BH4 deficiency creates a metabolic situation characterized by an excess of phenylalanine and tyrosine paucity. The effect of tyrosine or phenylalanine availability on autophagy induction and mTORC1 function was investigated in NIH3T3 mouse fibroblasts. Cells were grown in media containing an excess amount of phenylalanine, or in media lacking tyrosine. Data in Figure 4A and B demonstrate autophagy induction as well as mTORC1 inactivation in NIH3T3 cells grown under tyrosine restriction. Phosphorylation of S6K was inhibited but the conversion of LC3-I into LC3-II was increased in NIH3T3 cells grown under tyrosine limitation. The result showing the absence of an effect of phenylalanine excess on autophagy induction in NIH3T3 cells grown in media containing 4.0 mM phenylalanine (normal growth medium contain 0.4 mM phenylalanine) also supports our notion that mTORC1 inactivation followed by autophagy induction in BH4 deficient Spr−/− mice is mediated by tyrosine deficiency, but not by phenylalanine excess. Additionally, ultrastructural analysis shows the accumulation of autophagic vesicles in NIH3T3 cells grown under tyrosine deficiency for 24 h (Fig. 4C). The important role of tyrosine availability in the activation of the autophagic pathway was further stressed by the accumulation of autophagic vesicles in NIH3T3-GFP-LC3 cells stably expressing GFP-LC3. Ectopically-expressed GFP-LC3 accumulated in autophagic vesicles was imaged by fluorescent microscopy and quantified (Fig. 4D and E).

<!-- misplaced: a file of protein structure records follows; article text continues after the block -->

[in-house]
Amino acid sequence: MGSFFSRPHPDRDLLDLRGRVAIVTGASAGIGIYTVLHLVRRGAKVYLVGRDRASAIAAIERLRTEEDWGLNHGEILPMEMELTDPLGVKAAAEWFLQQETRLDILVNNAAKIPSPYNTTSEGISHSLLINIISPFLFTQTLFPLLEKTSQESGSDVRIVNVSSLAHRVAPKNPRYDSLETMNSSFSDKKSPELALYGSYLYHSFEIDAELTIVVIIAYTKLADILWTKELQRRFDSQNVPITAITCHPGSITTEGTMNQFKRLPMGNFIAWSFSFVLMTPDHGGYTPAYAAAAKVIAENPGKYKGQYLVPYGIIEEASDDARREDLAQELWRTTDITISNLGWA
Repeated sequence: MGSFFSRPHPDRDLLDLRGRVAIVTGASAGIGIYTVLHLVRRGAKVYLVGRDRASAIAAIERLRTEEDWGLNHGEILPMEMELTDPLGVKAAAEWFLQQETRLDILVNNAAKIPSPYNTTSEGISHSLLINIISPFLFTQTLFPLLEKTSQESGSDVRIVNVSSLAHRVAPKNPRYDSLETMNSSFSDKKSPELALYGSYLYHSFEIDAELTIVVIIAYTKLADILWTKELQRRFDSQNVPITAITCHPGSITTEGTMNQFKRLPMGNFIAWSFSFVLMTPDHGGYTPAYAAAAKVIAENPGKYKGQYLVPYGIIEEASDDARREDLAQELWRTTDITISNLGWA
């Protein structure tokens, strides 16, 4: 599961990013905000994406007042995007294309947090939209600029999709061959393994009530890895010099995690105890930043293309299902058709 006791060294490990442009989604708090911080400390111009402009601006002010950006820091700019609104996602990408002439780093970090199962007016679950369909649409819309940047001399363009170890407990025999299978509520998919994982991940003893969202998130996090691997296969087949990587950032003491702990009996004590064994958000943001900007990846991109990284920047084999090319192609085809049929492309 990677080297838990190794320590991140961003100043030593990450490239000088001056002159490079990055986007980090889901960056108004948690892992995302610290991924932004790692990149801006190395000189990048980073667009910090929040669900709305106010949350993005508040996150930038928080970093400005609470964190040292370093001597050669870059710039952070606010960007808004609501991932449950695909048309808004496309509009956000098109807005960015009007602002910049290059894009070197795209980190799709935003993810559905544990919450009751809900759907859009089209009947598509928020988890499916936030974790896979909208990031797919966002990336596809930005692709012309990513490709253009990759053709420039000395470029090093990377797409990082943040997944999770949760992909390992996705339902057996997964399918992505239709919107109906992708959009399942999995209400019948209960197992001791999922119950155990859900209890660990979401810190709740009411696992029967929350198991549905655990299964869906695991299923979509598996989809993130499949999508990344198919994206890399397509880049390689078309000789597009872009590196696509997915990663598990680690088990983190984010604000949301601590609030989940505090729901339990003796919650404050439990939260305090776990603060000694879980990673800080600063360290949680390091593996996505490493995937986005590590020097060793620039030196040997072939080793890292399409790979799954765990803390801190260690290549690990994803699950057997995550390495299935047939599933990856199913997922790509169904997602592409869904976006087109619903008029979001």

Since mTORC1 is an important negative regulator of autophagy,14,38 we examined whether autophagic pathway induced by tyrosine deficiency could be inactivated by mTORC1 activation. NIH3T3 cells were cotransfected with FLAG-RhebQ64L, a constitutively active mutant of Rheb, GFP-LC3 and HA-S6K. At 16 h after transfection, culture media were replaced with fresh DMEM or tyrosine-deficient media (-Tyr). Cells were then further incubated for 24 h. Ectopic expression of RhebQ64L strongly induced the phosphorylation of HA-S6K and suppressed the conversion of GFP-LC3-I into GFP-LC3-II in cotransfected NIH3T3 cells growing under tyrosine-deficient conditions (Fig. 5A and B).